If you have diabetes, regardless of your age, you likely know that it can lead to a number of health problems. One issue that it can lead to is foot problems. If you end up with diabetes-related foot complications that are not addressed, they can result in serious infections and health problems, such as diabetic nerve damage. The older you get, the more serious these complications and health problems become. This is why it is so important that you pay special attention to any foot problems, such as fungal infections, blisters, bunions, hammertoes, etc. While these can happen to anyone, they are particularly serious for those with diabetes, and even more serious for diabetic seniors. Here are a few things that seniors with diabetes can do to help maintain a proper diabetic foot care regimen and ensure that they are taking proper care of their feet (and ultimately their overall health) on a regular basis:
1. Look Over Your Feet Frequently.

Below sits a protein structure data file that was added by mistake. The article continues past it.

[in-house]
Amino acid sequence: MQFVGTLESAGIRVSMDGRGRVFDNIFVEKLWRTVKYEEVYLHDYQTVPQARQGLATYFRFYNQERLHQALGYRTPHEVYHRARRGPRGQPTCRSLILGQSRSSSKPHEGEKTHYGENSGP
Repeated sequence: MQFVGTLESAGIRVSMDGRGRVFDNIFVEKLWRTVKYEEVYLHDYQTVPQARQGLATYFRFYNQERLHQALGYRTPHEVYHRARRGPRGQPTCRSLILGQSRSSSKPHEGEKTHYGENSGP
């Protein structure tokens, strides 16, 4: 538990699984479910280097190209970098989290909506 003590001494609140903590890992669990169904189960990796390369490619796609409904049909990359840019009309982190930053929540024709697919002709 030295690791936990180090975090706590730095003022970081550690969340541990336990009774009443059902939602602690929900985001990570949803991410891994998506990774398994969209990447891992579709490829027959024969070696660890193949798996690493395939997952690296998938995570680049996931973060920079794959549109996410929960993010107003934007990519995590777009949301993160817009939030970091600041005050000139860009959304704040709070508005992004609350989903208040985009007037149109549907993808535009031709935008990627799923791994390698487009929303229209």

On a daily basis, you need to make sure that you examine your feet for blisters, sores, calluses, as well as any other type of problem. If you notice any of these, you need to treat them immediately so that they don't get out of control.
2. Make Sure You're Wearing Proper Socks and Shoes.
Your socks should always fit well enough that they don't slide down your foot to where they bunch up around your toes. You need to select shoes that fit comfortably and are not too small. Your shoes should have a thick sole that will give your feet plenty of support. It is also extremely important that you don't walk barefoot -- especially outside the home, but this is true even inside your home.
3. Maintain Moisturized Skin.
As a diabetic, when your skin becomes dry, it is more prone to cracking, blistering, becoming infected, etc. Therefore, it is imperative that you keep your skin moisturized. Choose a quality moisturizer and apply it to your feet daily or - at the very least - when your the skin on your feet seem dry.
4. Visit Your Doctor Regularly.
Aside from everything above, the best thing that you can do is to make appointments on a regular basis with your family physician and/or a podiatrist to have your feet examined by an expert. If you notice any complications that aren't healing or are worsening, make sure that you schedule an appointment with a health care professional or podiatric sports medicine specialist immediately and seek adequate treatment.